The map file contains the minimum three columns: chromosome (column 1), marker (column 2) and sex-averaged centiMorgan position (column 3). The map function is not explicitly specified with a mapFunction line, but the header of the column 3 specifies a Kosambi map. If that header was HALDANE, then a Haldance map would be specified, or of the header was POS or POSITION, then the map function would default to Kosambi.

Frequency File:

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 2
 3
 4
 5
 6
 7
 8
 9
10
11
12
13
M rs2112
F 0.233 0.377
F 0.300 0.090
M SNP_A-90125
F 0.357 0.223 0.420
M SNP_GO-7188
A 2 0.866
A 1 0.134
M rs8675309
A 1 0.455
A 2 0.545
M rs1984
F 1.000

The frequency file contains five line groups, one for each marker. Lines 1 through 3 specify marker rs2112 with four unlabeled alleles, which will be implicitly labeled 1, 2, 3 and 4, with corresponding frequencies of 0.233, 0.377, 0.300 and 0.090. Lines 4 and 5 specify marker SNP_A-90125 with three unlabeled alleles. Lines 6 through 8 specify marker SNP_GO-7188 with two labeled alleles: 2, with a frequency of 0.866, and 1, with a frequency of 0.134. Lines 9 through 11 specifiy marker rs8675309 with two labeled alleles. Lines 12 and 13 specify a marker rs1984 with a single unlabeled allele with a frequency of 1.000. Note than in no case are labeled and unlabelled alleles mixed within a single marker.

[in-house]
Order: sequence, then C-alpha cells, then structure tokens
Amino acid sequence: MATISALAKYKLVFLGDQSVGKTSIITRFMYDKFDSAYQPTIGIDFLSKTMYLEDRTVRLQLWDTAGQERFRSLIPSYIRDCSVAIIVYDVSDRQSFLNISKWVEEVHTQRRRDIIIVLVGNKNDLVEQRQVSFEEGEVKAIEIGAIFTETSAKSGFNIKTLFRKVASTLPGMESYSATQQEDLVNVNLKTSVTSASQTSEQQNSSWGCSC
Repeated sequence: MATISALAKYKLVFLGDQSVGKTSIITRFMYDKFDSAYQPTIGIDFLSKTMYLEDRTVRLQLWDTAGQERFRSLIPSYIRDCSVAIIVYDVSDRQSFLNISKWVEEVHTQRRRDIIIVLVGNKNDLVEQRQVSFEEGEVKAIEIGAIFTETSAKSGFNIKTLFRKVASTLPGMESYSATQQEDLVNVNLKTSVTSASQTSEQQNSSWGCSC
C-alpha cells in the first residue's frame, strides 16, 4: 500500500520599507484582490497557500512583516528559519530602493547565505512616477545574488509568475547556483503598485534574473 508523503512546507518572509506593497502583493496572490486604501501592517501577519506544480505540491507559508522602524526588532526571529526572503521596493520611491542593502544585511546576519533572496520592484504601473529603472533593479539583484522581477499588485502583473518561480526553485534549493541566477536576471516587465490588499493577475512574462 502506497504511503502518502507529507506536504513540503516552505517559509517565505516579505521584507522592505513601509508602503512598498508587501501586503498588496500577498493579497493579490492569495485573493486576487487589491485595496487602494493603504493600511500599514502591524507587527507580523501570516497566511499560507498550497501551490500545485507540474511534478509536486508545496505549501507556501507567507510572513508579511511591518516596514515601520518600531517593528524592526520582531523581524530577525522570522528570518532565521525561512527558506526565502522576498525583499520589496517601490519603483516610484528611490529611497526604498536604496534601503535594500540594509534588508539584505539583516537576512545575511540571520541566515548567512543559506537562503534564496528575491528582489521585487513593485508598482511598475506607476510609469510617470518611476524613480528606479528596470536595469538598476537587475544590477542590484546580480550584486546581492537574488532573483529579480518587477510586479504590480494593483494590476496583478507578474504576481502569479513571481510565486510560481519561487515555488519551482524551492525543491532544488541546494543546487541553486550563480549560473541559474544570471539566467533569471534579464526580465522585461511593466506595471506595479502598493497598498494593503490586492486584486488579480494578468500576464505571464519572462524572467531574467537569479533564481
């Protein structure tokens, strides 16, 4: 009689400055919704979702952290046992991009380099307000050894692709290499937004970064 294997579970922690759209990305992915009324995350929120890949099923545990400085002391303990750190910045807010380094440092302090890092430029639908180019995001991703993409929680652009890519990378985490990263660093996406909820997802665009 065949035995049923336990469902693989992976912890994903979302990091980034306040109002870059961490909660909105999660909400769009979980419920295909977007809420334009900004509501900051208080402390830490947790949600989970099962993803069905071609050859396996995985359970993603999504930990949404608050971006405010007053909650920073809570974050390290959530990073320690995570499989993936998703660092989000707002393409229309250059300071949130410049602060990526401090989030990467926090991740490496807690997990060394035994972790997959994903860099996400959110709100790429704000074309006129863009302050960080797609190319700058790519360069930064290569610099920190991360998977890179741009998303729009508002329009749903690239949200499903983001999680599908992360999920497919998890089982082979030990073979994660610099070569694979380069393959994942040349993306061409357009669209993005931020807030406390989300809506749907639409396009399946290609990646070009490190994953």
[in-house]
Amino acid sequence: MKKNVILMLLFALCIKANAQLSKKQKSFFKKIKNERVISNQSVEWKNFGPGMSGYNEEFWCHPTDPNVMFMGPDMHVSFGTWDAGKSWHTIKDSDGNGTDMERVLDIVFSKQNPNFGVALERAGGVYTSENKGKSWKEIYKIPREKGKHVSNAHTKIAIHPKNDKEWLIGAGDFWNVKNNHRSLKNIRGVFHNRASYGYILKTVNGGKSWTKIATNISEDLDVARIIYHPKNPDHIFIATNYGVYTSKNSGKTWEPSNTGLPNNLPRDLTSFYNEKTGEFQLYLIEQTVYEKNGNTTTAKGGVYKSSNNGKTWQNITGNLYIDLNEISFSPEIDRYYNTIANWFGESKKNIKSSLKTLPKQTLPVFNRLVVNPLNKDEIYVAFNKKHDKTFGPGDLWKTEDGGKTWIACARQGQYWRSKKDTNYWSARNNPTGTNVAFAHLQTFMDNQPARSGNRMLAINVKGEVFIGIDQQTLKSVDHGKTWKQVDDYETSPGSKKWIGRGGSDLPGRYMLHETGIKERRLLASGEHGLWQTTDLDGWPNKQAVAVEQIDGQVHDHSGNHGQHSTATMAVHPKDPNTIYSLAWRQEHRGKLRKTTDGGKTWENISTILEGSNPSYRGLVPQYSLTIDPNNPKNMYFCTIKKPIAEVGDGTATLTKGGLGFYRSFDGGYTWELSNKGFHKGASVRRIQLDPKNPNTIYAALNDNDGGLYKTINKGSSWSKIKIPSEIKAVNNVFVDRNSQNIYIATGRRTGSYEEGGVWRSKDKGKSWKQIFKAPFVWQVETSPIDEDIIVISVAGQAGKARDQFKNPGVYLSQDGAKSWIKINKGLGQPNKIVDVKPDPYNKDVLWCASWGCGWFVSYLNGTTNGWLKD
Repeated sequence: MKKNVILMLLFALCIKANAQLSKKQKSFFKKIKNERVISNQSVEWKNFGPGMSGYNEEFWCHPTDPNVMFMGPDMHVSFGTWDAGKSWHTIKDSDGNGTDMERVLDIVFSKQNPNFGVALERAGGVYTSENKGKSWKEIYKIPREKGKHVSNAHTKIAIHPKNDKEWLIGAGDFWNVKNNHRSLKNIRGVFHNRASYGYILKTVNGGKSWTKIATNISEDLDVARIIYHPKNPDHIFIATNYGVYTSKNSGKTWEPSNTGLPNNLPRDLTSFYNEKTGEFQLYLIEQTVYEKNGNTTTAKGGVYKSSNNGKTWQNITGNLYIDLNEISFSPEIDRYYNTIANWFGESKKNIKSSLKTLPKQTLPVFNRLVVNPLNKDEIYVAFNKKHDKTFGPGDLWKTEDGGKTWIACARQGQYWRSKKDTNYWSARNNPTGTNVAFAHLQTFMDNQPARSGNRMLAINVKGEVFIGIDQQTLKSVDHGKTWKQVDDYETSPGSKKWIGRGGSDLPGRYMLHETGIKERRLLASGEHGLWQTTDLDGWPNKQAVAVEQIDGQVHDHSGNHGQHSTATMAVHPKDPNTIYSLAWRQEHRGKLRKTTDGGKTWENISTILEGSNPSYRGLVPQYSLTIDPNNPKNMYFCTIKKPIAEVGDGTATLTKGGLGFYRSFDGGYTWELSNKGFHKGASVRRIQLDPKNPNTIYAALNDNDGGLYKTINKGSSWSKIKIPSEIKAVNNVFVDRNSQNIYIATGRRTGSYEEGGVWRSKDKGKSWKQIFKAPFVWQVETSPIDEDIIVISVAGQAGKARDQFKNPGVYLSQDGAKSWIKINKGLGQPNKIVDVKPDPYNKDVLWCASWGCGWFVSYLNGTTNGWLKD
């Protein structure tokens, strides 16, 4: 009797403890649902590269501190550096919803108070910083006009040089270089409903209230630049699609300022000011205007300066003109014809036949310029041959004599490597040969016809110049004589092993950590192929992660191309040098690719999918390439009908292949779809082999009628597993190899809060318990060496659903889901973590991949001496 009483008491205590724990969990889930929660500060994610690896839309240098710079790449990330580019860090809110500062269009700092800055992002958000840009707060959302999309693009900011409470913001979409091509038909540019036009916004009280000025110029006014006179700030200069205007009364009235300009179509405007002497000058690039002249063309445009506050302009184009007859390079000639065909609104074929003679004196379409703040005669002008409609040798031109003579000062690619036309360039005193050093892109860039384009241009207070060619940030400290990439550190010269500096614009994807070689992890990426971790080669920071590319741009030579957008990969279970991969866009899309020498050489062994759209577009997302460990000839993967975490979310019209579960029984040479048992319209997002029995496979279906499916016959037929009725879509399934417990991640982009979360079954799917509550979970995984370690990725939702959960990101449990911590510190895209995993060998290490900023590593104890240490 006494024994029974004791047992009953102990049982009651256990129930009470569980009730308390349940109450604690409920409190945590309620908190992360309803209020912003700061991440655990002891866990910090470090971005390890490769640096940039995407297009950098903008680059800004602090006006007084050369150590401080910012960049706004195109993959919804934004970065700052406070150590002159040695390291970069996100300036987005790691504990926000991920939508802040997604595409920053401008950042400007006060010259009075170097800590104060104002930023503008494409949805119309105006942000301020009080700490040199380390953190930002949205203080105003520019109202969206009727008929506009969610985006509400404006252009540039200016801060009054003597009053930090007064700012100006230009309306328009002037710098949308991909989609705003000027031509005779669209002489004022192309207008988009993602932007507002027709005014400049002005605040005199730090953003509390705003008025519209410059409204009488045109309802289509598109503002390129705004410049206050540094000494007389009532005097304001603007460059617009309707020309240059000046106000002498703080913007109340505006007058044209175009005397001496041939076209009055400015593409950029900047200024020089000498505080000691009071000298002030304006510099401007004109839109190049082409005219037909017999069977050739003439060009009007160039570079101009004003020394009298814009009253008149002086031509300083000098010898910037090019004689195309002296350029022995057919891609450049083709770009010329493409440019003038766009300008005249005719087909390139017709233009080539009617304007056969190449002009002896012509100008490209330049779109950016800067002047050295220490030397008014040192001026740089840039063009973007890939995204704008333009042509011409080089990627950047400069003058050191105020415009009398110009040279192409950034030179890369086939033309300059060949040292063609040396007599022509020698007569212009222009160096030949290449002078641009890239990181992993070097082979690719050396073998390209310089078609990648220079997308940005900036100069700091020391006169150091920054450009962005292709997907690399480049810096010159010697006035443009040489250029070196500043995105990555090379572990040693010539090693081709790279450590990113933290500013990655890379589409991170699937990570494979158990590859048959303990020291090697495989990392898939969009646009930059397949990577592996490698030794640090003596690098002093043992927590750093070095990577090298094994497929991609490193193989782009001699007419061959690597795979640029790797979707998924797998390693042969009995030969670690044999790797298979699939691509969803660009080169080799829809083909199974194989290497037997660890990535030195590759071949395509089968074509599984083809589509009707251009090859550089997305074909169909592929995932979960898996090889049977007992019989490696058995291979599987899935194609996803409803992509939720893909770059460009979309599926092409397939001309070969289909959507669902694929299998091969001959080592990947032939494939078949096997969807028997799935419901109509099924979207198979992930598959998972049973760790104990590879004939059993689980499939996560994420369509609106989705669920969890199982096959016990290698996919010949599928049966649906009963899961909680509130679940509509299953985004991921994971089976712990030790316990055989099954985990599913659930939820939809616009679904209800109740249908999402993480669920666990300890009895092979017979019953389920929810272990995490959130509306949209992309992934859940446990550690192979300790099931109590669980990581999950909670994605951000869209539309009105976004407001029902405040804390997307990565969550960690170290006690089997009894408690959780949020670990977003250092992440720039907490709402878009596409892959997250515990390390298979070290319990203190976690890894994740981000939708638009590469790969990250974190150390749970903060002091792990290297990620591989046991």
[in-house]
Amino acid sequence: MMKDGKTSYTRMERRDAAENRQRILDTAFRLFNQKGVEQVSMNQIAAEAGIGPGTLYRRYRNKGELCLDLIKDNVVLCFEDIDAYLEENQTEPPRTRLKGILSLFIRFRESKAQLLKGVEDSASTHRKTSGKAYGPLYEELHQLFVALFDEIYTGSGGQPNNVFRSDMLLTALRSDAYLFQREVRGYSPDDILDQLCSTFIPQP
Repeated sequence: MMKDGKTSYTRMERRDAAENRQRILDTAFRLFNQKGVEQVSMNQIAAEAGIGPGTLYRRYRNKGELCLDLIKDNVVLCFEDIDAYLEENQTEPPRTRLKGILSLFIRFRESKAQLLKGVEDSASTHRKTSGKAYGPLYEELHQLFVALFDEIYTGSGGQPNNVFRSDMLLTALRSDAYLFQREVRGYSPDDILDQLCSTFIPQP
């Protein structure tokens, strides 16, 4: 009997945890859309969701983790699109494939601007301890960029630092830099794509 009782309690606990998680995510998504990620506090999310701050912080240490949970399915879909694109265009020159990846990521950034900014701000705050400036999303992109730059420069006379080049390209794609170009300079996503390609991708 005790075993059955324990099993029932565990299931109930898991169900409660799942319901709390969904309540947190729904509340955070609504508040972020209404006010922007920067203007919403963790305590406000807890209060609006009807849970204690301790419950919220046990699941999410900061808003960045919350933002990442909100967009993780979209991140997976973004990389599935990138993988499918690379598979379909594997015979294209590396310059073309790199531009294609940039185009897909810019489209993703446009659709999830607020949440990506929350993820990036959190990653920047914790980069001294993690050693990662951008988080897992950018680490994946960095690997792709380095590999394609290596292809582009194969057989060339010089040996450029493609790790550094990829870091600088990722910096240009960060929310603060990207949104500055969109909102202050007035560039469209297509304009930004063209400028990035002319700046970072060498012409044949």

Running The Programs

Once you have installed Kelvin, you can run it from your data directory, where you keep your configuration and data files. Kelvin takes only one parameter, which is the name of the configuration file, e.g.:

Kelvin kelvin.conf

Remember that if you did not specify absolute paths for output files in the configuration file, they will be written relative to your current directory.

It is often important to capture all output from a run into a file so that you may review it more after the run completes, or send it to us for diagnosis. The following command (using sh/ksh/bash syntax) runs Kelvin with all output redirected to a file called kelvin.out: